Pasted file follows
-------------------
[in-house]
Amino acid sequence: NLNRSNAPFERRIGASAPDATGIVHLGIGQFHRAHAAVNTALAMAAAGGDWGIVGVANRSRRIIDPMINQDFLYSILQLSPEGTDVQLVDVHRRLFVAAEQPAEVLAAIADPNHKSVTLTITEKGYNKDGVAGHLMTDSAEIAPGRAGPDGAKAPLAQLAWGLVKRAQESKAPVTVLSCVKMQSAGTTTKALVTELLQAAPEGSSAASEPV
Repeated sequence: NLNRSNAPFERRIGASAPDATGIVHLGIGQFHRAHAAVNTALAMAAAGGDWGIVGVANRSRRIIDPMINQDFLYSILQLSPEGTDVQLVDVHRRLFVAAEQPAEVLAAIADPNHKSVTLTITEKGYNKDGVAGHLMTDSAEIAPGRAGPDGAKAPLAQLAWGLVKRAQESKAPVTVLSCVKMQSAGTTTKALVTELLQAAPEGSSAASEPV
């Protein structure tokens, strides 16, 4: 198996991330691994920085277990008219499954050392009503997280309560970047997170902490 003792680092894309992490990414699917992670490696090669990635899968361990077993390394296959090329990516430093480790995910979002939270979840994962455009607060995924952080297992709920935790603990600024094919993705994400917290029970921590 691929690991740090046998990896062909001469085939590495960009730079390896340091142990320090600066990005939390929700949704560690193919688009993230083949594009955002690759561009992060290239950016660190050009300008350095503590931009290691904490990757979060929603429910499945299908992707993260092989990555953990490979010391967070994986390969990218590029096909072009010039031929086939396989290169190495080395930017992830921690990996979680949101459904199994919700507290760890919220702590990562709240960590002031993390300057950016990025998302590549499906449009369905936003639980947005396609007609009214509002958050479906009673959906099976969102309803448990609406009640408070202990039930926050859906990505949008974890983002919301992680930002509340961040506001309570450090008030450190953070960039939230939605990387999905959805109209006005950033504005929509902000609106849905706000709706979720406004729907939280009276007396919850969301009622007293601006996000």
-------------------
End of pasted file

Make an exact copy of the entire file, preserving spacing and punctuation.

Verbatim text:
[in-house]
Amino acid sequence: NLNRSNAPFERRIGASAPDATGIVHLGIGQFHRAHAAVNTALAMAAAGGDWGIVGVANRSRRIIDPMINQDFLYSILQLSPEGTDVQLVDVHRRLFVAAEQPAEVLAAIADPNHKSVTLTITEKGYNKDGVAGHLMTDSAEIAPGRAGPDGAKAPLAQLAWGLVKRAQESKAPVTVLSCVKMQSAGTTTKALVTELLQAAPEGSSAASEPV
Repeated sequence: NLNRSNAPFERRIGASAPDATGIVHLGIGQFHRAHAAVNTALAMAAAGGDWGIVGVANRSRRIIDPMINQDFLYSILQLSPEGTDVQLVDVHRRLFVAAEQPAEVLAAIADPNHKSVTLTITEKGYNKDGVAGHLMTDSAEIAPGRAGPDGAKAPLAQLAWGLVKRAQESKAPVTVLSCVKMQSAGTTTKALVTELLQAAPEGSSAASEPV
């Protein structure tokens, strides 16, 4: 198996991330691994920085277990008219499954050392009503997280309560970047997170902490 003792680092894309992490990414699917992670490696090669990635899968361990077993390394296959090329990516430093480790995910979002939270979840994962455009607060995924952080297992709920935790603990600024094919993705994400917290029970921590 691929690991740090046998990896062909001469085939590495960009730079390896340091142990320090600066990005939390929700949704560690193919688009993230083949594009955002690759561009992060290239950016660190050009300008350095503590931009290691904490990757979060929603429910499945299908992707993260092989990555953990490979010391967070994986390969990218590029096909072009010039031929086939396989290169190495080395930017992830921690990996979680949101459904199994919700507290760890919220702590990562709240960590002031993390300057950016990025998302590549499906449009369905936003639980947005396609007609009214509002958050479906009673959906099976969102309803448990609406009640408070202990039930926050859906990505949008974890983002919301992680930002509340961040506001309570450090008030450190953070960039939230939605990387999905959805109209006005950033504005929509902000609106849905706000709706979720406004729907939280009276007396919850969301009622007293601006996000």